In My Father's House
Best known for his highly successful novel The Autobiography of Miss Jane Pittman, Ernest Gaines’s new book In My Father’s House is at least as notable in its unflinching presentation of the modern black man’s dilemma as the earlier work is in its poignant portrait of the black man’s past. In The Autobiography of Miss Jane Pittman, Gaines celebrates the indomitable spirit of blacks as they struggle out of the degradation of slavery and do battle with racial hatred and ignorance to claim their due as full human beings. In My Father’s House, through its lean plot and echoing rhythm, exposes another kind of slavery in the making in modern America: it is slavery dressed in the guise of material success. In My Father’s House is a cautionary novel that reveals the terrible danger that lies beneath the beauty and allure of the American dream. Blacks who now have the opportunity to make a place for themselves in middle-class society, to live the “good life” in America, can be so blinded in their quest that they can fall victim to an influence which would more effectively and insidiously strip them of their humanity than could any slave master in the past.
Gaines’s restrained style and serious tone effectively reveal the genuine depth of his feeling and the concern with which he views this very real problem. Although the author is sympathetic to the central figure in the novel, Philip Martin, he makes effective use of irony to strip away those trappings of affluence and power which hide the real Philip.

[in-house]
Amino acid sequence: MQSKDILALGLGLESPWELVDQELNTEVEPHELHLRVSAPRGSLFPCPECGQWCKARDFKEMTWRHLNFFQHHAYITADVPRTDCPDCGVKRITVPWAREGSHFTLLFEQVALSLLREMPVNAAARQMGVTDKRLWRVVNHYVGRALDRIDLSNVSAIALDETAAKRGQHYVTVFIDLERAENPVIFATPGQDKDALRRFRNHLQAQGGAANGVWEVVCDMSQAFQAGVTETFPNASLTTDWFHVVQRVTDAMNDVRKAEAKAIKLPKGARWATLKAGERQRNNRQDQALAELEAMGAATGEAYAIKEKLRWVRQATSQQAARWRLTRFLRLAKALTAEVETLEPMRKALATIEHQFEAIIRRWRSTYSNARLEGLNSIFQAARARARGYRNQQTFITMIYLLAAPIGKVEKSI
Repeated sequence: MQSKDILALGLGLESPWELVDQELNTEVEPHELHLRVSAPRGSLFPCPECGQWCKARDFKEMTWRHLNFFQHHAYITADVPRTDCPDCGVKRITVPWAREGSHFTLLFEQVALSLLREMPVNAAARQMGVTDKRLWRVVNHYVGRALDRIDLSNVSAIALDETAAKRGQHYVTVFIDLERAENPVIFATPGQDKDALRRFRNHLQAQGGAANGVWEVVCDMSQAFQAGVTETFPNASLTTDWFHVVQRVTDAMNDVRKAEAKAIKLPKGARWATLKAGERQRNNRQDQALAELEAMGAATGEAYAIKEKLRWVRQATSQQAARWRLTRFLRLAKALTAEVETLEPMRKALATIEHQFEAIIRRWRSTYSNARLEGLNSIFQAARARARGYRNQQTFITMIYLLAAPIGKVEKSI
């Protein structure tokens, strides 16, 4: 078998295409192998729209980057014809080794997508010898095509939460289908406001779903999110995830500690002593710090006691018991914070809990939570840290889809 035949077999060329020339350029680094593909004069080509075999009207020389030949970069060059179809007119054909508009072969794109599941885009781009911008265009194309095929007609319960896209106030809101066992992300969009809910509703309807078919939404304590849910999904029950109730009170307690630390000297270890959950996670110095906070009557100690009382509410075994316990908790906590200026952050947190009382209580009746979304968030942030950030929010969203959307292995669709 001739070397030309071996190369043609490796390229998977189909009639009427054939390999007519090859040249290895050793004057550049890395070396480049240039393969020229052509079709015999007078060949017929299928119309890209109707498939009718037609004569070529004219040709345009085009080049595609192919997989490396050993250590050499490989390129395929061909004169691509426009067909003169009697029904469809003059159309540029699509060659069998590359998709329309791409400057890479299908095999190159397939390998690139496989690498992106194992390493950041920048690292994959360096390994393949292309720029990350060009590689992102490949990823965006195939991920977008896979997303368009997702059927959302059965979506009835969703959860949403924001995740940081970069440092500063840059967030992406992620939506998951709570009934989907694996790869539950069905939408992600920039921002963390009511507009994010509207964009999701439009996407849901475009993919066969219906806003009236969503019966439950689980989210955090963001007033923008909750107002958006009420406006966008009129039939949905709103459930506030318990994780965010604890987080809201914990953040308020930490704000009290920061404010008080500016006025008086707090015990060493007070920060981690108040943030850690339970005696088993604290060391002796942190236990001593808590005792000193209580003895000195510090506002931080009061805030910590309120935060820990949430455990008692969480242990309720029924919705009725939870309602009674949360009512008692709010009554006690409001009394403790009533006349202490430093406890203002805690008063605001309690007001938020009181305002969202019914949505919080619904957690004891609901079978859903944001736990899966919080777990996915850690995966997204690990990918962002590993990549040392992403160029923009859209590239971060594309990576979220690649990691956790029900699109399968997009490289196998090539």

Philip is the pastor of a large black church in St. Adrienne, Louisiana, and is a leader in the local civil rights struggle. Thus he has attained position, prestige, and authority. He has all the external symbols of middle-class success: an elegant, ranch-style brick home, a luxury sedan, a station wagon for his wife, and an “ideal” family consisting of a wife and two children (one boy and one girl). Gaines’s use of irony is quite apparent here. Philip is described as tall, large, and very handsome. He is so satisfied with his apparent success that he finds no need to question or examine his life. Then a mysterious figure from his past comes to town, and Philip’s world collapses. The focus of the novel rests on Philip’s attempts to face himself and his life for the first time in order to know who he is and what his life means.
The action begins when a wraithlike Robert X appears out of the rain and winter cold, a ghost from Philip’s past. He is a hollow man, a shell, the remnants of a son Philip had abandoned more than...
(The entire section is 1072 words.)